• Hunter-gatherers enjoyed a varied diet, while early farmers obtained most of their food from one or a few starchy crops.
  • Because of the dependence on a limited number of crops, farmers ran the risk of starvation if one crop failed.
  • The mere fact that agriculture encouraged people to clump together in crowded societies, many of which then carried on trade with other crowded societies, led to the spread of parasites and infectious disease.

One example of such a change was in China, where early farmers relied on cereals like buckwheat, maize and rice - all of which lack niacin, a vital nutrient for growth.

'This counter-intuitive increase in nutritional diseases resulted from seasonal hunger, reliance on single crops deficient in essential nutrients, crop blights, social inequalities and trade,' she told the Sunday Times.

Systematic studies of fossilised human remains found across Africa, Europe and Asia seem to back up Miss Mummert's findings.

© Unknown
Bigger brain: Six different views of a 160,000-year-old human skull of an adult male from Ethiopia
According to Dr Marta Lahr, co-director of Cambridge University's Leverhulme Centre for Human Evolutionary Studies, when human beings first emerged, around 200,000 years ago, they were tall and muscular.

The earliest human remains yet discovered date back to this time, and were found in Ethiopia.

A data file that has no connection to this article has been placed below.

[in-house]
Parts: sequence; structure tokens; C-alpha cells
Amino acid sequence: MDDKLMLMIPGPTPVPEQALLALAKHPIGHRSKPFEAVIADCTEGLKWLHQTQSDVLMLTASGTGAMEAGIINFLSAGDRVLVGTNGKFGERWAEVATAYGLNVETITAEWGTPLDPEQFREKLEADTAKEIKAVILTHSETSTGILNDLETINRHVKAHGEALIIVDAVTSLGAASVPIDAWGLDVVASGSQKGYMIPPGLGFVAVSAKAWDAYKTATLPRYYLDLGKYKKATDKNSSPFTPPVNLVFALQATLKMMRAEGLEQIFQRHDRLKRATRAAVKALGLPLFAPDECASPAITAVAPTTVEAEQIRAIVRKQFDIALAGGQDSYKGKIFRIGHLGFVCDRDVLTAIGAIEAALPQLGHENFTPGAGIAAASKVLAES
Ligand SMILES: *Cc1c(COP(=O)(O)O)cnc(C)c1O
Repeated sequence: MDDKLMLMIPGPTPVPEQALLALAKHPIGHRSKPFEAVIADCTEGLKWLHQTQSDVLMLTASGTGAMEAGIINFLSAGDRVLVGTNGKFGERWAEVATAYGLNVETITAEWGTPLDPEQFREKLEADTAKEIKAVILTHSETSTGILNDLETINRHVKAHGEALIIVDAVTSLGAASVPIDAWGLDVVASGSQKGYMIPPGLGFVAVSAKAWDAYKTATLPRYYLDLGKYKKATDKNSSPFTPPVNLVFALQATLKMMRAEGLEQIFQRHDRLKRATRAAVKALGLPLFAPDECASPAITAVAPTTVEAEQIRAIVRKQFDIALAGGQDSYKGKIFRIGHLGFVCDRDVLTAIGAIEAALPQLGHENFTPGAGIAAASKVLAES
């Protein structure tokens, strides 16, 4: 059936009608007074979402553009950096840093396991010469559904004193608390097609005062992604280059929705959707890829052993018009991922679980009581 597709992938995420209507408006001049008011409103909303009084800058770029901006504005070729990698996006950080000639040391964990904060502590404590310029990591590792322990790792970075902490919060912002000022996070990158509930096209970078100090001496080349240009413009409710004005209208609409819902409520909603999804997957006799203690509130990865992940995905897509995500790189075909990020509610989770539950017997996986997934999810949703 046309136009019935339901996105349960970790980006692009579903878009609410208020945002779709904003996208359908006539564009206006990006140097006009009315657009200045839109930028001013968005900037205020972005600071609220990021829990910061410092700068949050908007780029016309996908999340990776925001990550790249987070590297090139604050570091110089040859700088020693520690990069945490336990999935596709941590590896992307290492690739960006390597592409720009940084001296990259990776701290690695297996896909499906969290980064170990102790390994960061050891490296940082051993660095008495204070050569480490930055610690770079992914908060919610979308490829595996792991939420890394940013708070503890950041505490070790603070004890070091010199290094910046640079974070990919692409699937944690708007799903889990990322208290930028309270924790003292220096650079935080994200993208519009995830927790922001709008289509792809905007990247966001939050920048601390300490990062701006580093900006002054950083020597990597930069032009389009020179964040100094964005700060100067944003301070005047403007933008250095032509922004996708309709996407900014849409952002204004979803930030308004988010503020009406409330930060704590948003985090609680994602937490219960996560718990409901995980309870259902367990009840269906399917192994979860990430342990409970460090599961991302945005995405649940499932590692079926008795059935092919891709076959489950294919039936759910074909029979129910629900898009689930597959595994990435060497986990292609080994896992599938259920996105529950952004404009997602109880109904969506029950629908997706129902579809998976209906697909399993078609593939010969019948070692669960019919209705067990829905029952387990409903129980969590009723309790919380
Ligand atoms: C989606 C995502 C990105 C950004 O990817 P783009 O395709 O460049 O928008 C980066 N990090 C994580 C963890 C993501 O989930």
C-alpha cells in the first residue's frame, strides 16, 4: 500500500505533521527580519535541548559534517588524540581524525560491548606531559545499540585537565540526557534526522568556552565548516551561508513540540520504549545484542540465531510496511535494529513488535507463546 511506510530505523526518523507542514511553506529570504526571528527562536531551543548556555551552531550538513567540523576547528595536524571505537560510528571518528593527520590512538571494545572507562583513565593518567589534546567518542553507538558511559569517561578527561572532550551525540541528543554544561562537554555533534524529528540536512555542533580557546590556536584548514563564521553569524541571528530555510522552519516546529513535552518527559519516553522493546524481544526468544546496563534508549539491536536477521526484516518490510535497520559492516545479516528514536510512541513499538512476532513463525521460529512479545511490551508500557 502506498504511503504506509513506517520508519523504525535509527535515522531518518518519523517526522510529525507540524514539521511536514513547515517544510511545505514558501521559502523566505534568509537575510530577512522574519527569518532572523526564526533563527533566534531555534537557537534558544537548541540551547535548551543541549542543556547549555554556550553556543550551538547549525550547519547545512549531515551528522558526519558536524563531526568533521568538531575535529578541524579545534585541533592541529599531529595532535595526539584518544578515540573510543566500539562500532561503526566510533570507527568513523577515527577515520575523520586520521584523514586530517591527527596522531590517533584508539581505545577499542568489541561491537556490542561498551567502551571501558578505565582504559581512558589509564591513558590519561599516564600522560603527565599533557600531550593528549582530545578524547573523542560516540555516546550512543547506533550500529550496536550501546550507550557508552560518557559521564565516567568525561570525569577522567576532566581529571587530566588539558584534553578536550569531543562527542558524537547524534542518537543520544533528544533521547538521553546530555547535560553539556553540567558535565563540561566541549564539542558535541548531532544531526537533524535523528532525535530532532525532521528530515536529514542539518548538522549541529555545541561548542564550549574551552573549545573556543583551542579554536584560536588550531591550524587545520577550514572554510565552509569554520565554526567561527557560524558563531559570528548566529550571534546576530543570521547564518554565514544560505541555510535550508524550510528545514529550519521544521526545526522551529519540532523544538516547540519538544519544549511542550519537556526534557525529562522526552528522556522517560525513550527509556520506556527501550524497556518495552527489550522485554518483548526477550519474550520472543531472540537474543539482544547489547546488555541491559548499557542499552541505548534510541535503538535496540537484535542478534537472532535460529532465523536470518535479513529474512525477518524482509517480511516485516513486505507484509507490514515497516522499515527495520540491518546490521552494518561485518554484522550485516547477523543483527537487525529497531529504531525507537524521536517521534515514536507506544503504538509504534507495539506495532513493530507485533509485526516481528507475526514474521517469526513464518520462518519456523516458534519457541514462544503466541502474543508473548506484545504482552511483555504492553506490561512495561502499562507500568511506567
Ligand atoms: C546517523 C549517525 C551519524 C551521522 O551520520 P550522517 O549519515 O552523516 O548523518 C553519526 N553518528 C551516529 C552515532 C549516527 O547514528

According to Dr Lahr, these people had cranial features similar to modern humans, but were significantly larger and more robust.

Human fossil evidence over the next 190,000 years is patchy and incomplete, but it shows that humans remained tall and robust even as human culture began to emerge, as shown by the appearance of tools, weapons, needles and even musical instruments.

This size was maintained until about 10,000 years ago - the time of the advent of farming - when many populations began to show reductions in stature - and brain size.

But other researchers are less certain about the role agriculture has played in shrinking human proportions.

Chris Stringer, professor of human origins at the Natural History Museum in London, concedes that early humans were had bigger bodies and brains than modern people.

'Some of this must be down to the demands of a Palaeolithic lifestyle in terms of a strong-muscled skeleton on the one hand, and the shielding effect of cultural innovations and a more sedentary lifestyle on the other, but it is unclear whether that is the whole story,' he told the Times.

© Associated Press
Palaeolithic lifestyle: The bushmen of the Kalahari desert are among the last people left on Earth who still live as hunter gatherers